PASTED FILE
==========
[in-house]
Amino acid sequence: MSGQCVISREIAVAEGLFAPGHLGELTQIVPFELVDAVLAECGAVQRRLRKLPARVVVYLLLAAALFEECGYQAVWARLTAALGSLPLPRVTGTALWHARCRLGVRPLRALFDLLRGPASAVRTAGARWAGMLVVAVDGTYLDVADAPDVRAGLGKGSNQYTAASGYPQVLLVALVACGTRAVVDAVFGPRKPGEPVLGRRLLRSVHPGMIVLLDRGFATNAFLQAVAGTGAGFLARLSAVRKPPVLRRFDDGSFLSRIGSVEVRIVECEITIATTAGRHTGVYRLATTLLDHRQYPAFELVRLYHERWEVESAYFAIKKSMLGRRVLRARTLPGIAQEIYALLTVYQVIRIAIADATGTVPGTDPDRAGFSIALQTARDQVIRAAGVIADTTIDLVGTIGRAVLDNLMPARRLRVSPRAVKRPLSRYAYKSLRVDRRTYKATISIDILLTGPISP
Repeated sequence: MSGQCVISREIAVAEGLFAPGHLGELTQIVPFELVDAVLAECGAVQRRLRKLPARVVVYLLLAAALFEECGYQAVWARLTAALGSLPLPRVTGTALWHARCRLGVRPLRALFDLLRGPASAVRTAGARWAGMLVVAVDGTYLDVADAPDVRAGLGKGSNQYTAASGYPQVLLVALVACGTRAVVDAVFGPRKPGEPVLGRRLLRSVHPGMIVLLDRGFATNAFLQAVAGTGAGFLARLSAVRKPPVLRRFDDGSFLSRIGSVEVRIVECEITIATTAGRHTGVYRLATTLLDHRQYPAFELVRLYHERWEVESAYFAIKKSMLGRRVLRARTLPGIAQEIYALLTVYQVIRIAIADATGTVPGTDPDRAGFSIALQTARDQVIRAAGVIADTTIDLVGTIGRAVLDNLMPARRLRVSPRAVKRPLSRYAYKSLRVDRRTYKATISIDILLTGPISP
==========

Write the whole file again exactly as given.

[in-house]
Amino acid sequence: MSGQCVISREIAVAEGLFAPGHLGELTQIVPFELVDAVLAECGAVQRRLRKLPARVVVYLLLAAALFEECGYQAVWARLTAALGSLPLPRVTGTALWHARCRLGVRPLRALFDLLRGPASAVRTAGARWAGMLVVAVDGTYLDVADAPDVRAGLGKGSNQYTAASGYPQVLLVALVACGTRAVVDAVFGPRKPGEPVLGRRLLRSVHPGMIVLLDRGFATNAFLQAVAGTGAGFLARLSAVRKPPVLRRFDDGSFLSRIGSVEVRIVECEITIATTAGRHTGVYRLATTLLDHRQYPAFELVRLYHERWEVESAYFAIKKSMLGRRVLRARTLPGIAQEIYALLTVYQVIRIAIADATGTVPGTDPDRAGFSIALQTARDQVIRAAGVIADTTIDLVGTIGRAVLDNLMPARRLRVSPRAVKRPLSRYAYKSLRVDRRTYKATISIDILLTGPISP
Repeated sequence: MSGQCVISREIAVAEGLFAPGHLGELTQIVPFELVDAVLAECGAVQRRLRKLPARVVVYLLLAAALFEECGYQAVWARLTAALGSLPLPRVTGTALWHARCRLGVRPLRALFDLLRGPASAVRTAGARWAGMLVVAVDGTYLDVADAPDVRAGLGKGSNQYTAASGYPQVLLVALVACGTRAVVDAVFGPRKPGEPVLGRRLLRSVHPGMIVLLDRGFATNAFLQAVAGTGAGFLARLSAVRKPPVLRRFDDGSFLSRIGSVEVRIVECEITIATTAGRHTGVYRLATTLLDHRQYPAFELVRLYHERWEVESAYFAIKKSMLGRRVLRARTLPGIAQEIYALLTVYQVIRIAIADATGTVPGTDPDRAGFSIALQTARDQVIRAAGVIADTTIDLVGTIGRAVLDNLMPARRLRVSPRAVKRPLSRYAYKSLRVDRRTYKATISIDILLTGPISP